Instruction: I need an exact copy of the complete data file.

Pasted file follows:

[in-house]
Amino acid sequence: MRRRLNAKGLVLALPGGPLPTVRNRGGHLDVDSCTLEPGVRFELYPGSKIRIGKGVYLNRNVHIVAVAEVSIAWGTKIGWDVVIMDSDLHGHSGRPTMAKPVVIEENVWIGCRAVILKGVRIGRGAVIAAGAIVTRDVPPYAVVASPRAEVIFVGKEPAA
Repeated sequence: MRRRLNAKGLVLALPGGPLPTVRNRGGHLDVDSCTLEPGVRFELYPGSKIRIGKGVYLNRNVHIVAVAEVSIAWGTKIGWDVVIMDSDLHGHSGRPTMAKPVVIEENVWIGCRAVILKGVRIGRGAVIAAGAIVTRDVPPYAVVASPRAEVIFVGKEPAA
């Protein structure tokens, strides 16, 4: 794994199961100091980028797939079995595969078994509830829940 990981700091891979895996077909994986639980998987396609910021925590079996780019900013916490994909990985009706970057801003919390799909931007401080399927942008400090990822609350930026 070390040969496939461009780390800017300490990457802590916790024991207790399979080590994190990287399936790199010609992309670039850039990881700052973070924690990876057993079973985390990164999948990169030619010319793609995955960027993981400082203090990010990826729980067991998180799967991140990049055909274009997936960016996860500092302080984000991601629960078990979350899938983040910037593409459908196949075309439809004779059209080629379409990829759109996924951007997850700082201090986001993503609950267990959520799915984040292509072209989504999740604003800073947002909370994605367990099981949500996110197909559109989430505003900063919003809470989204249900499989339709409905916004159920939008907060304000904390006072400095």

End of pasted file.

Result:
[in-house]
Amino acid sequence: MRRRLNAKGLVLALPGGPLPTVRNRGGHLDVDSCTLEPGVRFELYPGSKIRIGKGVYLNRNVHIVAVAEVSIAWGTKIGWDVVIMDSDLHGHSGRPTMAKPVVIEENVWIGCRAVILKGVRIGRGAVIAAGAIVTRDVPPYAVVASPRAEVIFVGKEPAA
Repeated sequence: MRRRLNAKGLVLALPGGPLPTVRNRGGHLDVDSCTLEPGVRFELYPGSKIRIGKGVYLNRNVHIVAVAEVSIAWGTKIGWDVVIMDSDLHGHSGRPTMAKPVVIEENVWIGCRAVILKGVRIGRGAVIAAGAIVTRDVPPYAVVASPRAEVIFVGKEPAA
């Protein structure tokens, strides 16, 4: 794994199961100091980028797939079995595969078994509830829940 990981700091891979895996077909994986639980998987396609910021925590079996780019900013916490994909990985009706970057801003919390799909931007401080399927942008400090990822609350930026 070390040969496939461009780390800017300490990457802590916790024991207790399979080590994190990287399936790199010609992309670039850039990881700052973070924690990876057993079973985390990164999948990169030619010319793609995955960027993981400082203090990010990826729980067991998180799967991140990049055909274009997936960016996860500092302080984000991601629960078990979350899938983040910037593409459908196949075309439809004779059209080629379409990829759109996924951007997850700082201090986001993503609950267990959520799915984040292509072209989504999740604003800073947002909370994605367990099981949500996110197909559109989430505003900063919003809470989204249900499989339709409905916004159920939008907060304000904390006072400095």